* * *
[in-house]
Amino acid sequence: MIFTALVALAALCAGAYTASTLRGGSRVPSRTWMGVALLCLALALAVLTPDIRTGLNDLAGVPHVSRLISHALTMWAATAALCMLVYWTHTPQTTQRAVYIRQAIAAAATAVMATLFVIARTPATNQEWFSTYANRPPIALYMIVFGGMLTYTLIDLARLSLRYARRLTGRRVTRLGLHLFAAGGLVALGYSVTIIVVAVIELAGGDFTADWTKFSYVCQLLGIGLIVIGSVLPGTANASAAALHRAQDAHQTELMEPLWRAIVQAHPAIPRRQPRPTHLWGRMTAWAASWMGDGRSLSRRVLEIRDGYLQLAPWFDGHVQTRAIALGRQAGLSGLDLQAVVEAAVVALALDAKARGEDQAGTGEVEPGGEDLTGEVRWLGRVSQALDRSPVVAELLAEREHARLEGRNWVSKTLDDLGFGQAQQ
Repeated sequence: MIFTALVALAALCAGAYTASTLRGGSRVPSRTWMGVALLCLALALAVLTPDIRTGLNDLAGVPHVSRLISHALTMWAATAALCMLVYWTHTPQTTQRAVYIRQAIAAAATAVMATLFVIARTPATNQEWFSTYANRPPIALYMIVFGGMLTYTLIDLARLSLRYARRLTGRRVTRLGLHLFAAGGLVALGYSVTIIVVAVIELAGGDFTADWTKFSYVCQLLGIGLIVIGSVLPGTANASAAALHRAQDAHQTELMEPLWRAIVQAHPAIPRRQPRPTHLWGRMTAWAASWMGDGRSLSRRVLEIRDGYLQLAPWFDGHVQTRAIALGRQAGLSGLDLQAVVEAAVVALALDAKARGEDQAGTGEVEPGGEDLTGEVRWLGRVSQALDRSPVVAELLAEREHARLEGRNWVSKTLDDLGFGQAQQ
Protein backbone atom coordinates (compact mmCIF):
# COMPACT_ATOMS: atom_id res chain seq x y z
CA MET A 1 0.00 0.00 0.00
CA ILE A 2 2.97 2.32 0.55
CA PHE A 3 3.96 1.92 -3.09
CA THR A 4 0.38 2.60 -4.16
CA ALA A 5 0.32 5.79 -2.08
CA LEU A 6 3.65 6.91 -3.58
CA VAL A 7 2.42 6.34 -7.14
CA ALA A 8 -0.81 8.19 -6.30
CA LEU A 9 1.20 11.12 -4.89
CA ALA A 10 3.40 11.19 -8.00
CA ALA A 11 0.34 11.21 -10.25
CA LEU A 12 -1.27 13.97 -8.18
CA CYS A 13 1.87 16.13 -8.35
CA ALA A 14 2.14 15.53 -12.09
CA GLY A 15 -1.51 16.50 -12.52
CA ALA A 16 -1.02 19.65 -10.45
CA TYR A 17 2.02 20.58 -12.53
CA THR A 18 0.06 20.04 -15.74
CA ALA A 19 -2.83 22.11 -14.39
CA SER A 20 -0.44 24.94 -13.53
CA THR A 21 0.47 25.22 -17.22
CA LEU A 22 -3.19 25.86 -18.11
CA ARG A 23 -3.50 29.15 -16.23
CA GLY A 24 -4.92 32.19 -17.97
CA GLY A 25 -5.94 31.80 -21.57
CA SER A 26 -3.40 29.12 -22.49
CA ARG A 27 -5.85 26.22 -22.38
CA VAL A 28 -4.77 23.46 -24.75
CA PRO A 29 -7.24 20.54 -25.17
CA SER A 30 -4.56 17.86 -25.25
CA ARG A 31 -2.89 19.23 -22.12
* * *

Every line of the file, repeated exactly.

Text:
[in-house]
Amino acid sequence: MIFTALVALAALCAGAYTASTLRGGSRVPSRTWMGVALLCLALALAVLTPDIRTGLNDLAGVPHVSRLISHALTMWAATAALCMLVYWTHTPQTTQRAVYIRQAIAAAATAVMATLFVIARTPATNQEWFSTYANRPPIALYMIVFGGMLTYTLIDLARLSLRYARRLTGRRVTRLGLHLFAAGGLVALGYSVTIIVVAVIELAGGDFTADWTKFSYVCQLLGIGLIVIGSVLPGTANASAAALHRAQDAHQTELMEPLWRAIVQAHPAIPRRQPRPTHLWGRMTAWAASWMGDGRSLSRRVLEIRDGYLQLAPWFDGHVQTRAIALGRQAGLSGLDLQAVVEAAVVALALDAKARGEDQAGTGEVEPGGEDLTGEVRWLGRVSQALDRSPVVAELLAEREHARLEGRNWVSKTLDDLGFGQAQQ
Repeated sequence: MIFTALVALAALCAGAYTASTLRGGSRVPSRTWMGVALLCLALALAVLTPDIRTGLNDLAGVPHVSRLISHALTMWAATAALCMLVYWTHTPQTTQRAVYIRQAIAAAATAVMATLFVIARTPATNQEWFSTYANRPPIALYMIVFGGMLTYTLIDLARLSLRYARRLTGRRVTRLGLHLFAAGGLVALGYSVTIIVVAVIELAGGDFTADWTKFSYVCQLLGIGLIVIGSVLPGTANASAAALHRAQDAHQTELMEPLWRAIVQAHPAIPRRQPRPTHLWGRMTAWAASWMGDGRSLSRRVLEIRDGYLQLAPWFDGHVQTRAIALGRQAGLSGLDLQAVVEAAVVALALDAKARGEDQAGTGEVEPGGEDLTGEVRWLGRVSQALDRSPVVAELLAEREHARLEGRNWVSKTLDDLGFGQAQQ
Protein backbone atom coordinates (compact mmCIF):
# COMPACT_ATOMS: atom_id res chain seq x y z
CA MET A 1 0.00 0.00 0.00
CA ILE A 2 2.97 2.32 0.55
CA PHE A 3 3.96 1.92 -3.09
CA THR A 4 0.38 2.60 -4.16
CA ALA A 5 0.32 5.79 -2.08
CA LEU A 6 3.65 6.91 -3.58
CA VAL A 7 2.42 6.34 -7.14
CA ALA A 8 -0.81 8.19 -6.30
CA LEU A 9 1.20 11.12 -4.89
CA ALA A 10 3.40 11.19 -8.00
CA ALA A 11 0.34 11.21 -10.25
CA LEU A 12 -1.27 13.97 -8.18
CA CYS A 13 1.87 16.13 -8.35
CA ALA A 14 2.14 15.53 -12.09
CA GLY A 15 -1.51 16.50 -12.52
CA ALA A 16 -1.02 19.65 -10.45
CA TYR A 17 2.02 20.58 -12.53
CA THR A 18 0.06 20.04 -15.74
CA ALA A 19 -2.83 22.11 -14.39
CA SER A 20 -0.44 24.94 -13.53
CA THR A 21 0.47 25.22 -17.22
CA LEU A 22 -3.19 25.86 -18.11
CA ARG A 23 -3.50 29.15 -16.23
CA GLY A 24 -4.92 32.19 -17.97
CA GLY A 25 -5.94 31.80 -21.57
CA SER A 26 -3.40 29.12 -22.49
CA ARG A 27 -5.85 26.22 -22.38
CA VAL A 28 -4.77 23.46 -24.75
CA PRO A 29 -7.24 20.54 -25.17
CA SER A 30 -4.56 17.86 -25.25
CA ARG A 31 -2.89 19.23 -22.12